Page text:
GB construction stumbles

11 July 2014

Construction output in Great Britain is estimated to have fallen by 1.1% in May compared to the month before – and both new work, and repair and maintenance fell by that amount.

These figures, from the Office for National Statistics (ONS), follow April statistics which showed a rise of 1.2%.

At the same time, the UK’s Construction Products Association’s latest State of Trade Survey reports strong growth in sales of construction products in the second quarter.

It said that firms were showing increasing signs of optimism going forward and, for the first time in five years, product manufacturers reported increases in levels of capital investment across all areas of their business.

The ONS defines output as the amount charged by construction companies to customers for value of work produced during the reporting period, excluding VAT and payments to sub-contractors.

In its May figures for all new work, the largest contribution to the fall came from private commercial work and public other new work. New work public housing and private industrial work increased, but because of the relatively small size of these work types, the increases did little to offset the falls elsewhere.

Compared with May 2013, output in the construction industry increased by 3.5% in May 2014. All new work increased 3.7%, and repair and maintenance was up 3.1%.

There were notable year-on-year falls in infrastructure, public other new work and private commercial, the ONS said.

Housing new work provided the largest contribution to the increase in all new work compared with May 2013, with both public and private housing seeing substantial increases of 29.3% and 16.8% respectively. This resulted in all new housing increasing by 19.4%. Private industrial new work also increased compared with 2013.

Cost pressures

The Construction Products Association’s State of Trade Survey found that following on from the first quarter, both heavy side and light side firms reported increasing cost pressures stemming from wages and salaries. Whereas lack of demand remained a key concern for light side manufacturers, data from heavy side firms suggested that capacity pressures might be emerging.

Kallum Pickering, senior economist at the Construction Products Association, said,
“These results confirm that the construction products industry is firmly on the path of recovery.

“All firms reported that sales increased compared with the second quarter of last year and, looking forward, no firms expect sales to fall over the coming year. These findings fall in line with the recent broadening of growth across private construction.”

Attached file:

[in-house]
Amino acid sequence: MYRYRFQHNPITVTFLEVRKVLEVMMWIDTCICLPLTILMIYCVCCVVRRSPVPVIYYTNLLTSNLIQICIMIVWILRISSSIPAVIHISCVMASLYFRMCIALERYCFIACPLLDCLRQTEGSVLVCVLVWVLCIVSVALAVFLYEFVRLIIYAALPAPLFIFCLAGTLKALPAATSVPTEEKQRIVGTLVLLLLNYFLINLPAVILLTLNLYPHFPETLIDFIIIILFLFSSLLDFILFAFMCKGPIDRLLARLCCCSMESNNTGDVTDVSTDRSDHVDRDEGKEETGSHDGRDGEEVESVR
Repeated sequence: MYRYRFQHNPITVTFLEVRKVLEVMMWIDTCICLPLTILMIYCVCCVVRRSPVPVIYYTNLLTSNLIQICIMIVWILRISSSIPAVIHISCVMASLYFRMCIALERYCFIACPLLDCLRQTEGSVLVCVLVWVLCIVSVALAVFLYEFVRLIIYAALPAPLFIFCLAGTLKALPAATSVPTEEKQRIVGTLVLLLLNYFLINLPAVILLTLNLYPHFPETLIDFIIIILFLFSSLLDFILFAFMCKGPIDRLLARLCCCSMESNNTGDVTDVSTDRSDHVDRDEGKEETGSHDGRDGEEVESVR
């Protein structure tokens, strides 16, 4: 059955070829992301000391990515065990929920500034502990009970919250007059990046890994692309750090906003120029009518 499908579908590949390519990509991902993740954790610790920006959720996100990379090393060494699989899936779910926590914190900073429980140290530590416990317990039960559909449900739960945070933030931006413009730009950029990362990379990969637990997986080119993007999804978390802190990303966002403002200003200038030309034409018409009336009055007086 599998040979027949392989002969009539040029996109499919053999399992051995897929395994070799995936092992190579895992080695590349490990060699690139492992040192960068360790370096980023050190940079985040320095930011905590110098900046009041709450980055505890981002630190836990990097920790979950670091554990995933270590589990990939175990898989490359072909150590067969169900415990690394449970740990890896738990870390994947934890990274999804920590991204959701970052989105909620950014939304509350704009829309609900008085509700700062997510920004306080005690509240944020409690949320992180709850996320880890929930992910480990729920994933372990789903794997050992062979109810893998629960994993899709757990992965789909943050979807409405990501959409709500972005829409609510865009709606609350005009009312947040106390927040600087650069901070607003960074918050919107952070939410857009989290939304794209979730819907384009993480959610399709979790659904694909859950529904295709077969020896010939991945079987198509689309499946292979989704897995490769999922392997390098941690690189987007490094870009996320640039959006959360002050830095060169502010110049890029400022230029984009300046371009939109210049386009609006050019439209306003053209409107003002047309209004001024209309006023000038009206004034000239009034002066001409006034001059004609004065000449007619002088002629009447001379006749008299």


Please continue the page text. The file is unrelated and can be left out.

He said there were clear signals that firms were looking to capitalise on the positive growth outlook.

“Both heavy side and light side firms reported that capital investment increased across all areas of business, and investment intentions over the next 12 months were equally positive,” said Pickering.

“Product manufacturers increased headcount for a fourth consecutive quarter, and while this is positive news, data on cost inflation suggests that wages are beginning to make a significant contribution to rising costs of firms.”

Reality check

The reversal of April’s growth seen in the ONS figures is described as being “a timely reality check for the construction industry” by Steve McGuckin, UK managing director of the global construction consultancy Turner & Townsend.

He said, "Order books and levels of confidence are both strong, but despite the great progress made in the past year, no one should take the momentum for granted.

"Month-on-month figures are notoriously volatile and should be taken with a healthy pinch of salt, but the sustained fall in infrastructure output – down more than 8% in a year – cannot be explained away so easily.

"The booming residential sector has been the engine of the wider construction industry's growth, and with demand still strong, it has plenty of road left to run.”

He said that even if house prices were close to peaking in the south east of England, sales were robust, and housebuilders were unlikely to suffer much in the short-term. He added that many construction firms have over two years' worth of orders on their books, and more than enough momentum to keep building.

"The construction industry is responding well to Britain's urgent need for more homes, but its growth must become more broadly based if it is to ride out any bumps on the road ahead,” he said.

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